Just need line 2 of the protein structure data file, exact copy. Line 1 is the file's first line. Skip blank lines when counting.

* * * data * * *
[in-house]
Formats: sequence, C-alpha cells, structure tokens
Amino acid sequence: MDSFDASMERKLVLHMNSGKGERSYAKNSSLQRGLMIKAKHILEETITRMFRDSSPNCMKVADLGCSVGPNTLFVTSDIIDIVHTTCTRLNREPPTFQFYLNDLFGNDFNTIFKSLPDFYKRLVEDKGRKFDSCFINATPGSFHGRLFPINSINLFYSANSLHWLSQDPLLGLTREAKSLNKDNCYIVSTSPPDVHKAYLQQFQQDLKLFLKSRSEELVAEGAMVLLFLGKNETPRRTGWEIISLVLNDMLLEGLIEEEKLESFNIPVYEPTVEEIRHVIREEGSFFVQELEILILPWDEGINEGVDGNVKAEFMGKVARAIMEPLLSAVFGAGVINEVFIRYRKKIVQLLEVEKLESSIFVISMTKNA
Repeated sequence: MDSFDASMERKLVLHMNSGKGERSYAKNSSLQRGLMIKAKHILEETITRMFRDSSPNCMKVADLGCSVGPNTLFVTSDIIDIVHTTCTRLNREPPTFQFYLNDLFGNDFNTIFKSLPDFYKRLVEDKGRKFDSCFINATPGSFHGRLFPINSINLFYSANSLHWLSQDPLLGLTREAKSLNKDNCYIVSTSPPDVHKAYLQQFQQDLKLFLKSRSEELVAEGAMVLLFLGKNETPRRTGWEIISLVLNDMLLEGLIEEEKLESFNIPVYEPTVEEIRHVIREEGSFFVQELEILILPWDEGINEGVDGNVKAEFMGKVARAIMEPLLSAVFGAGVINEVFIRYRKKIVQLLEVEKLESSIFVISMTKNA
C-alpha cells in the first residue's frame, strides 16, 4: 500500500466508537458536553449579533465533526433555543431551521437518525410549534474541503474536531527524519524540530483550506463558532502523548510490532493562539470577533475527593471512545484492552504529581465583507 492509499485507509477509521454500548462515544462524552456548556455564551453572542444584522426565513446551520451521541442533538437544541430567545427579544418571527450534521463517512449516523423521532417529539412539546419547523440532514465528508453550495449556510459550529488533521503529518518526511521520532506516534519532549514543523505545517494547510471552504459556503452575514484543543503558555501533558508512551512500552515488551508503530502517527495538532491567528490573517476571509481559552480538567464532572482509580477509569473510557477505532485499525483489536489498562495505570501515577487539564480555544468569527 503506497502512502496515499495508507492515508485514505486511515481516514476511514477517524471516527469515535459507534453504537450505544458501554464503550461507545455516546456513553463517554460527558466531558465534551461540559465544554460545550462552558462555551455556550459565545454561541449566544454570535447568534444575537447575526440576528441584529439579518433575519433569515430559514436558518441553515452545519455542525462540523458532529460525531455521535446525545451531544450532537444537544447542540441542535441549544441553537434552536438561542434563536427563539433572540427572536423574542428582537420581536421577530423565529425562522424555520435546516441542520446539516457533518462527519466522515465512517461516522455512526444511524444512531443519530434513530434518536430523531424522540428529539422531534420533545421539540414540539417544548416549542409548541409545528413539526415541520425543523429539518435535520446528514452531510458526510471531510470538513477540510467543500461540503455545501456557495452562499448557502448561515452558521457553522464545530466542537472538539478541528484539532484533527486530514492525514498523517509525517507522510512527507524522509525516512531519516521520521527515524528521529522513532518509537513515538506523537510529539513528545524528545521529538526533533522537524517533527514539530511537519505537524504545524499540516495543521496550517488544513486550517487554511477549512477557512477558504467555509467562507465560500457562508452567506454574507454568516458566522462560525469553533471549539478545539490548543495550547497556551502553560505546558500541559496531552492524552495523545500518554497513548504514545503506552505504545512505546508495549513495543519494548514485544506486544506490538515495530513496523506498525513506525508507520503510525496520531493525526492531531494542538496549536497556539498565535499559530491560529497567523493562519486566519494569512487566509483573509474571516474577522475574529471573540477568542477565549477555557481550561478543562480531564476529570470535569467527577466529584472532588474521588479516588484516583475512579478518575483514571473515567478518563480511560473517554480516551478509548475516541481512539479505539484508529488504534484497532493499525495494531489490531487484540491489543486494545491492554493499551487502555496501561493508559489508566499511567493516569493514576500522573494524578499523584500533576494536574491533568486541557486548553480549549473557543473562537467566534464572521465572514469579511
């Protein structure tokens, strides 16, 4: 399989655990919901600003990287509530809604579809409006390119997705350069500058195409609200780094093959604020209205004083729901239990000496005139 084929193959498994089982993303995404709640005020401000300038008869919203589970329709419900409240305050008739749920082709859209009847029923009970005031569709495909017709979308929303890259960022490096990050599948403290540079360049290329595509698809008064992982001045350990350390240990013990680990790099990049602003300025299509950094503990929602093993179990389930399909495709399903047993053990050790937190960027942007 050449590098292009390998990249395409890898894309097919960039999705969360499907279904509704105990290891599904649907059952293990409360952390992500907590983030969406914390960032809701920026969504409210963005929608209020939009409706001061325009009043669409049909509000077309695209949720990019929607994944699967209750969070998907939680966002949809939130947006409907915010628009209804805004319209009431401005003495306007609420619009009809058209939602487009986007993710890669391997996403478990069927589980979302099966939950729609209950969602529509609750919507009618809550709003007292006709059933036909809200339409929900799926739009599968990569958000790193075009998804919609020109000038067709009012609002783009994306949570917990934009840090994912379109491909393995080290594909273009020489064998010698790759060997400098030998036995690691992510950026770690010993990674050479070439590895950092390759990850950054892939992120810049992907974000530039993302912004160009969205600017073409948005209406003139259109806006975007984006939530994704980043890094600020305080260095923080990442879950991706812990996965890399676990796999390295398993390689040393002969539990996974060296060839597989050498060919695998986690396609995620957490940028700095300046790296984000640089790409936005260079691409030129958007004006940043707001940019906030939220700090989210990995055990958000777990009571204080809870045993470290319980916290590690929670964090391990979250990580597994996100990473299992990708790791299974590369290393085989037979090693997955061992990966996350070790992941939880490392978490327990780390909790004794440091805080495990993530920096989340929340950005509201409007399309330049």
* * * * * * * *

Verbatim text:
Formats: sequence, C-alpha cells, structure tokens